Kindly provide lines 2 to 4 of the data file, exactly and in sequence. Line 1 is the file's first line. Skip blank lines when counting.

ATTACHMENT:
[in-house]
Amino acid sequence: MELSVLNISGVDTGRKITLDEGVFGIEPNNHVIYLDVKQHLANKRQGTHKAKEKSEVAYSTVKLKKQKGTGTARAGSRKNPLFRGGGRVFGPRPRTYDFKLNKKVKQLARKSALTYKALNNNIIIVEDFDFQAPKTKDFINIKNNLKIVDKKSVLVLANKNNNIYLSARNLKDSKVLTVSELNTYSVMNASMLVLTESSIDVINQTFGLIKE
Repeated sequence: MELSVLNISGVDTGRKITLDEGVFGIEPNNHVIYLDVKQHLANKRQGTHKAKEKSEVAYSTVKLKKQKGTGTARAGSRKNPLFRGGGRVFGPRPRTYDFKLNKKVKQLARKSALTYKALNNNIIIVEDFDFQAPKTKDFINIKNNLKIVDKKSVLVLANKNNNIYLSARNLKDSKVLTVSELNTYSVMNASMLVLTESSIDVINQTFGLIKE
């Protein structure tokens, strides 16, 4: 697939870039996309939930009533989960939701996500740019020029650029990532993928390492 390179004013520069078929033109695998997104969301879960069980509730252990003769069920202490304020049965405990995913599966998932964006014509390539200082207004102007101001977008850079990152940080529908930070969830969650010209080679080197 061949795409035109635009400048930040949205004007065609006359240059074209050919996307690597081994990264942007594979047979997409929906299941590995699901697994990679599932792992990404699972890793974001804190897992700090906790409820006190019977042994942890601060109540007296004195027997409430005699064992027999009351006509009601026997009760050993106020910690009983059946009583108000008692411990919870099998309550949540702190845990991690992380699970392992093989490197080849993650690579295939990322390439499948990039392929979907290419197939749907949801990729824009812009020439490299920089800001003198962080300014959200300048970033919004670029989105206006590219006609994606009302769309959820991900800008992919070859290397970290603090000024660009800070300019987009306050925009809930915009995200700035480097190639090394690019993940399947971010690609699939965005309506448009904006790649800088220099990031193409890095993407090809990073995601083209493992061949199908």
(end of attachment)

Amino acid sequence: MELSVLNISGVDTGRKITLDEGVFGIEPNNHVIYLDVKQHLANKRQGTHKAKEKSEVAYSTVKLKKQKGTGTARAGSRKNPLFRGGGRVFGPRPRTYDFKLNKKVKQLARKSALTYKALNNNIIIVEDFDFQAPKTKDFINIKNNLKIVDKKSVLVLANKNNNIYLSARNLKDSKVLTVSELNTYSVMNASMLVLTESSIDVINQTFGLIKE
Repeated sequence: MELSVLNISGVDTGRKITLDEGVFGIEPNNHVIYLDVKQHLANKRQGTHKAKEKSEVAYSTVKLKKQKGTGTARAGSRKNPLFRGGGRVFGPRPRTYDFKLNKKVKQLARKSALTYKALNNNIIIVEDFDFQAPKTKDFINIKNNLKIVDKKSVLVLANKNNNIYLSARNLKDSKVLTVSELNTYSVMNASMLVLTESSIDVINQTFGLIKE
């Protein structure tokens, strides 16, 4: 697939870039996309939930009533989960939701996500740019020029650029990532993928390492 390179004013520069078929033109695998997104969301879960069980509730252990003769069920202490304020049965405990995913599966998932964006014509390539200082207004102007101001977008850079990152940080529908930070969830969650010209080679080197 061949795409035109635009400048930040949205004007065609006359240059074209050919996307690597081994990264942007594979047979997409929906299941590995699901697994990679599932792992990404699972890793974001804190897992700090906790409820006190019977042994942890601060109540007296004195027997409430005699064992027999009351006509009601026997009760050993106020910690009983059946009583108000008692411990919870099998309550949540702190845990991690992380699970392992093989490197080849993650690579295939990322390439499948990039392929979907290419197939749907949801990729824009812009020439490299920089800001003198962080300014959200300048970033919004670029989105206006590219006609994606009302769309959820991900800008992919070859290397970290603090000024660009800070300019987009306050925009809930915009995200700035480097190639090394690019993940399947971010690609699939965005309506448009904006790649800088220099990031193409890095993407090809990073995601083209493992061949199908």